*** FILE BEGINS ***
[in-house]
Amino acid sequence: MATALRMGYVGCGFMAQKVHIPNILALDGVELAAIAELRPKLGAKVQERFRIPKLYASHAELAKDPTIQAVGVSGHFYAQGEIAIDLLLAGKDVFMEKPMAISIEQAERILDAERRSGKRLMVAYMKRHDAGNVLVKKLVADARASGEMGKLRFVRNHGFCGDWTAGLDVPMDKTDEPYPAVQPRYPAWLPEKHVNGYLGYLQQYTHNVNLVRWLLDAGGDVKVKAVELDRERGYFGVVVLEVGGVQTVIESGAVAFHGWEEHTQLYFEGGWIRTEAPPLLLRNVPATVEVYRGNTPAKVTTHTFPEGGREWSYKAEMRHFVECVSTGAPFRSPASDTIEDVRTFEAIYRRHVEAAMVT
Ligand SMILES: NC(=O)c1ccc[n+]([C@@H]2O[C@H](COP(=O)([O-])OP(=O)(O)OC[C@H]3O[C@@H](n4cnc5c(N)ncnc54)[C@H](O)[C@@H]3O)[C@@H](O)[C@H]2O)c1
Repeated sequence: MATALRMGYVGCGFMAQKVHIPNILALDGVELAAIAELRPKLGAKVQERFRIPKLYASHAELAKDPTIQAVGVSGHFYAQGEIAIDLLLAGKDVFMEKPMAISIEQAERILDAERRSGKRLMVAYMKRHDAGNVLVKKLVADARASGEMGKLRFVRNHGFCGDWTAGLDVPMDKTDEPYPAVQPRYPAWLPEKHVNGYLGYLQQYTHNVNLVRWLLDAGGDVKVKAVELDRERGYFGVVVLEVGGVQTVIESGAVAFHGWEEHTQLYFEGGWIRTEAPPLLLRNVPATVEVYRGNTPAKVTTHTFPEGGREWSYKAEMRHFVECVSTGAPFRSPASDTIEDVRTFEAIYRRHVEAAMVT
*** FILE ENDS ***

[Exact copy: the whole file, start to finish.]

[in-house]
Amino acid sequence: MATALRMGYVGCGFMAQKVHIPNILALDGVELAAIAELRPKLGAKVQERFRIPKLYASHAELAKDPTIQAVGVSGHFYAQGEIAIDLLLAGKDVFMEKPMAISIEQAERILDAERRSGKRLMVAYMKRHDAGNVLVKKLVADARASGEMGKLRFVRNHGFCGDWTAGLDVPMDKTDEPYPAVQPRYPAWLPEKHVNGYLGYLQQYTHNVNLVRWLLDAGGDVKVKAVELDRERGYFGVVVLEVGGVQTVIESGAVAFHGWEEHTQLYFEGGWIRTEAPPLLLRNVPATVEVYRGNTPAKVTTHTFPEGGREWSYKAEMRHFVECVSTGAPFRSPASDTIEDVRTFEAIYRRHVEAAMVT
Ligand SMILES: NC(=O)c1ccc[n+]([C@@H]2O[C@H](COP(=O)([O-])OP(=O)(O)OC[C@H]3O[C@@H](n4cnc5c(N)ncnc54)[C@H](O)[C@@H]3O)[C@@H](O)[C@H]2O)c1
Repeated sequence: MATALRMGYVGCGFMAQKVHIPNILALDGVELAAIAELRPKLGAKVQERFRIPKLYASHAELAKDPTIQAVGVSGHFYAQGEIAIDLLLAGKDVFMEKPMAISIEQAERILDAERRSGKRLMVAYMKRHDAGNVLVKKLVADARASGEMGKLRFVRNHGFCGDWTAGLDVPMDKTDEPYPAVQPRYPAWLPEKHVNGYLGYLQQYTHNVNLVRWLLDAGGDVKVKAVELDRERGYFGVVVLEVGGVQTVIESGAVAFHGWEEHTQLYFEGGWIRTEAPPLLLRNVPATVEVYRGNTPAKVTTHTFPEGGREWSYKAEMRHFVECVSTGAPFRSPASDTIEDVRTFEAIYRRHVEAAMVT